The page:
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Daily Rate Advisory

June 1st, 2009 9:38 AM by Ron Mastrodonato

Daily Rate Lock Advisory

This week brings us the release of a couple important pieces of economic data in addition to some moderately important reports. The first data is April's Personal Income and Outlays data at 8:30 AM tomorrow. This report gives us an indication of consumer ability to spend and current spending habits. An increase in income means that consumers have more money available to spend. Since consumer spending makes up two-thirds of the U.S. economy, this data can cause movement in the financial markets and mortgage rates. Current forecasts are showing a 0.2% decline in income and spending. Weaker readings would be considered good news for bonds and mortgage rates.

The Institute for Supply Management's (ISM) manufacturing index will be posted late tomorrow morning. This highly important index measures manufacturer sentiment. A reading below 50 means that more surveyed manufacturing executives felt that business worsened during the month than those who felt it had improv ed. Analysts are expecting to see a 42.0 reading in this month's release, meaning that sentiment strengthened slightly during May. A smaller reading will be good news for the bond market and mortgage shoppers while an unexpected increase could contribute to higher mortgage rates tomorrow.


There is no relevant data due to be posted Tuesday, but Wednesday has two reports scheduled for release. The first and possibly the only relevant news is the Commerce Department's release of April's Factory Orders data late morning. This manufacturing sector report is similar to last week's Durable Goods Orders release, but also includes orders for non-durable goods. It can cause some movement in the financial markets if it varies from forecasts by a wide margin, but it isn't expected to cause much change in rates this month. Current forecasts are expecting to see an increase in orders of 0.3%.

The second report of the day may have a noticeable impact on the markets or be a non-factor depending on its results. The Institute for Supply Management will release its services index late Wednesday morning. It is expected to show a reading of 45.0, with the same principals as Monday's manufacturing index. If this reading varies greatly from forecasts, we may see volatility in the markets and mortgage rates. However, if its results are in the general area of expectations, it will likely have no influence on the markets and mortgage pricing.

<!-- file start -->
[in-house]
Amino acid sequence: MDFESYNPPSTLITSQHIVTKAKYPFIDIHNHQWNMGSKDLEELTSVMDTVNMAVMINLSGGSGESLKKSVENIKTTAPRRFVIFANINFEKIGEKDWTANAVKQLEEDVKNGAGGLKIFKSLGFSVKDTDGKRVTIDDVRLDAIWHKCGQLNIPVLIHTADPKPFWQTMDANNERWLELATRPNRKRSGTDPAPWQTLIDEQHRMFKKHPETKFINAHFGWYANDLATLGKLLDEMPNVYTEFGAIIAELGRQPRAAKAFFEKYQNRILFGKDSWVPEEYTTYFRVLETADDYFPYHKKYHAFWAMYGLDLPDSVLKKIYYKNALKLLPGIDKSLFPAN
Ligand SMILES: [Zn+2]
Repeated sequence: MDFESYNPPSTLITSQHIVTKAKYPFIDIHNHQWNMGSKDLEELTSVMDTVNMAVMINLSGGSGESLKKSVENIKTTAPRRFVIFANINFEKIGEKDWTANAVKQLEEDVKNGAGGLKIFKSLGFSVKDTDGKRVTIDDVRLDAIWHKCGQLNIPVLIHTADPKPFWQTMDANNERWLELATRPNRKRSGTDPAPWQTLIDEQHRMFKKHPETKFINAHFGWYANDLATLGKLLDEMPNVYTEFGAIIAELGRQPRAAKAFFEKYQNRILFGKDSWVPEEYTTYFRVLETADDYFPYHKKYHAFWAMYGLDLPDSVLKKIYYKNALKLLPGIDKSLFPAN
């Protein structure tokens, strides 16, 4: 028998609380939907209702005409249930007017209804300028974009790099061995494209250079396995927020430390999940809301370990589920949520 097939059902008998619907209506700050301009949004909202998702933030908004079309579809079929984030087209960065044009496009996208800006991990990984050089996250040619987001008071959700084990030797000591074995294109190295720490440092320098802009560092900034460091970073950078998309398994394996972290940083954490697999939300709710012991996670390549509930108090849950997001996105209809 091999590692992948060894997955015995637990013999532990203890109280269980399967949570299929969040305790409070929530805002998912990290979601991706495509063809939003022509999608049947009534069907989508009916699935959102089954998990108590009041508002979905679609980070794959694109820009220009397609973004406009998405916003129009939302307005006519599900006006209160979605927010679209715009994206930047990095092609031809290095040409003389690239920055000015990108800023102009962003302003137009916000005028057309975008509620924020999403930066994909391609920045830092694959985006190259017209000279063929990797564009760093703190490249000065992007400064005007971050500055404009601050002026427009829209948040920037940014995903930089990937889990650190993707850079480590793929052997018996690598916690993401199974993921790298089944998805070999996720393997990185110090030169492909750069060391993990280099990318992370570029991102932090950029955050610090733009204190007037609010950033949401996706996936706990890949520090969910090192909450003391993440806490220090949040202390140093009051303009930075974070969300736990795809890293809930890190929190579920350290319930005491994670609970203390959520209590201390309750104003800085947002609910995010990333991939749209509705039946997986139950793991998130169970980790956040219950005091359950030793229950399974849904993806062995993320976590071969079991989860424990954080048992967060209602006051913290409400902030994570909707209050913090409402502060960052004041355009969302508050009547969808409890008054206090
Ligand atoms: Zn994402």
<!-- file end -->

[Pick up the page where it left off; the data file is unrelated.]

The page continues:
The revised 1st Quarter Productivity and Costs report will be released Thursday morning. This data measures employee output and employer costs for wages and benefits. It is considered to be a measurement of wage inflation. It is believed that the economy can grow with low inflationary pressures when productivity is high. Last month's preliminary reading revealed a 0.8% rate, but I don't think this piece of data will have much of an impact on the bond market or mortgage pricing unless i t varies greatly from its forecasted revised reading of 1.2%.

Friday's sole report is arguably the single most important report that we see each month. The Labor Department will post May's Employment data early Friday morning. This report gives us key employment readings such as the U.S. unemployment rate and the number of jobs added or lost during the month. Analysts are expecting to see the unemployment rate climb to 9.2% with approximately 550,000 jobs lost during the month. A higher than expected increase in the unemployment rate and a larger drop in payrolls would be great news for the bond market. It would probably create a sizable rally in bonds, leading to lower mortgage rates Friday. However, stronger than expected numbers may lead to a spike in mortgage rates Friday.

Overall, tomorrow or Friday are likely to be the most important days of the week as they bring us the two most important reports on the agenda. If they give us weaker than expect ed results, we will probably close the week with lower mortgage rates than tomorrow's opening levels. However, if we see stronger than expected readings in those two releases, I expect mortgage rates to move higher on the week.

If I were considering financing/refinancing a home, I would.... Lock if my closing was taking place within 7 days... Float if my closing was taking place between 8 and 20 days... Float if my closing was taking place between 21 and 60 days... Float if my closing was taking place over 60 days from now... This is only my opinion of what I would do if I were financing a home. It is only an opinion and cannot be guaranteed to be in the best interest of all/any other borrowers.

©Mortgage Commentary 2009

Posted in:General
Posted by Ron Mastrodonato on June 1st, 2009 9:38 AM


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